The Voluntary Carbon Market - Why it is broken and how to fix it

Vittoria Battocletti (Bocconi University)
Luca Enriques (Oxford University)
Alessandro Romano (Bocconi University)

Abstract

An increasing number of companies are setting “net-zero” climate targets. Carbon offsets are a key component of most of these net zero targets. We analyze the voluntary market for carbon offsets and identify the market failures by which it is characterized and that are likely to lead to a significant degree of greenwashing. This suggests that most of net zero targets are unreliable, at least for this crucial component. Further, we suggest a policy that could improve the functioning of the market.
The process of creating a carbon offset starts with a project developer, who is a person or organization that develops an emission reduction project. The project developer will generally have its emission reduction certified by one of the main standard setters (e.g., Verra and the Gold Standard). In turn, standard setters rely on validation and verification bodies (VVB) to audit the project and ensure that it meets the quality requirements that they impose. The problem lies in the fact that the incentives of the project developer, the VVB and their customers (the firms requesting for the carbon-offset services), if not even some of those who make purchase or investment decisions based on firms’ net zero targets push in the direction of having a higher number of units of carbon emissions certified than rigorous methodologies would account for. The paper explores the reasons why players’ incentives are skewed towards certification of inflated offsets, including the use of the familiar “issuer pays model” and the information asymmetries preventing investors and consumers from second-guessing the relevant players’ estimates.
Fixing this market is no easy task. On the one hand, it is a voluntary market, and hence any invasive regulation might lead most participants to drop out. And since carbon offsets can do some good, this result is certainly undesirable. On the other hand, the science underlying carbon offsets is objectively complex, and policymakers lack sufficient information for imposing a standardized methodology.
Against, this background, we suggest a policy in which the only role played by the policymakers is favoring the creation of a mechanism of private enforcement driven by NGOs with an interest in environmental protection. In particular, the policymaker should create a platform on which project developers issuing certified carbon offsets should post: a) the names of the standard setter and the VVB who certified the project, b) the emissions credited, c) the methodologies adopted, d) other co-benefits associated with the project (e.g., increasing biodiversity), and e) any additional information required to check the analysis carried out by the VVB and the standard. Standard setters already report this information; therefore, it would be easy for them to comply. However, currently each standard setter presents information in a different manner, making comparisons extremely complex. On the contrary, information on the platform should be presented in a standard format.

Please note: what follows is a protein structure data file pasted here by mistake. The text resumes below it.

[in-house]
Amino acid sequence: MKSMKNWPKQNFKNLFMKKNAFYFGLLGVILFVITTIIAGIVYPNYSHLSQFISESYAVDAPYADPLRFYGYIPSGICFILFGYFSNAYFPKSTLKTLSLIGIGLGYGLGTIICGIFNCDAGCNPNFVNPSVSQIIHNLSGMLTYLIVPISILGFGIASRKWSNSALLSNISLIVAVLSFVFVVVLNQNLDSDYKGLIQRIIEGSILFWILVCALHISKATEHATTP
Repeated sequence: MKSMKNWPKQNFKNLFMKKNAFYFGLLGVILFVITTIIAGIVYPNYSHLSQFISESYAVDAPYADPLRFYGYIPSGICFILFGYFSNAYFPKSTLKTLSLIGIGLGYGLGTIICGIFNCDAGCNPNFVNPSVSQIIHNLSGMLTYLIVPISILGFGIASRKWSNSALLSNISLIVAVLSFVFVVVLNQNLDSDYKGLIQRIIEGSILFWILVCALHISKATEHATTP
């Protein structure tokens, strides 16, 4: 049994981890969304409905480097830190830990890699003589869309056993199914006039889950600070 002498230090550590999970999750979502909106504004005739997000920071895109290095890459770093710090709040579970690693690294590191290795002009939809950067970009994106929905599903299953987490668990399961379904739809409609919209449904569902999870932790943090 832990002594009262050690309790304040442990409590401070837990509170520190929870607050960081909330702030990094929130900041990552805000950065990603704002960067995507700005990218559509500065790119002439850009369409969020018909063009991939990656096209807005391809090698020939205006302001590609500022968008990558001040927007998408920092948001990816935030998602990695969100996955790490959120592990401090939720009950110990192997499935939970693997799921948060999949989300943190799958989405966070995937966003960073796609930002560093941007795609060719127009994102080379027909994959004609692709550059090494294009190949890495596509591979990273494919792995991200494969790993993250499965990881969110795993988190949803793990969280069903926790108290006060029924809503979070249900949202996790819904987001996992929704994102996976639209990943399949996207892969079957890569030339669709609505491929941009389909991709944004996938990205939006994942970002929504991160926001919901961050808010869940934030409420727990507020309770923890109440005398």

Like anyone else, NGOs would have access to all the information on the platform and could act as bounty killers, searching for instances of inflated carbon offsets. The paper describes the mechanisms that could be used to let NGOs perform that role and the effects of a finding of carbon offsets inflation.
A crucial issue is who bears the costs of this mechanism of private enforcement. To avoid hindering the growth of the market, we suggest that the costs should be borne by governments and by the large corporations that buy offsets (e.g., carbon majors). The latter, were they able to coordinate, would have the interest to contribute as it would allow them to credibly signal that they have an interest in purchasing reliable offsets, given that they would subsidize NGOs hunting for poor quality offsets.

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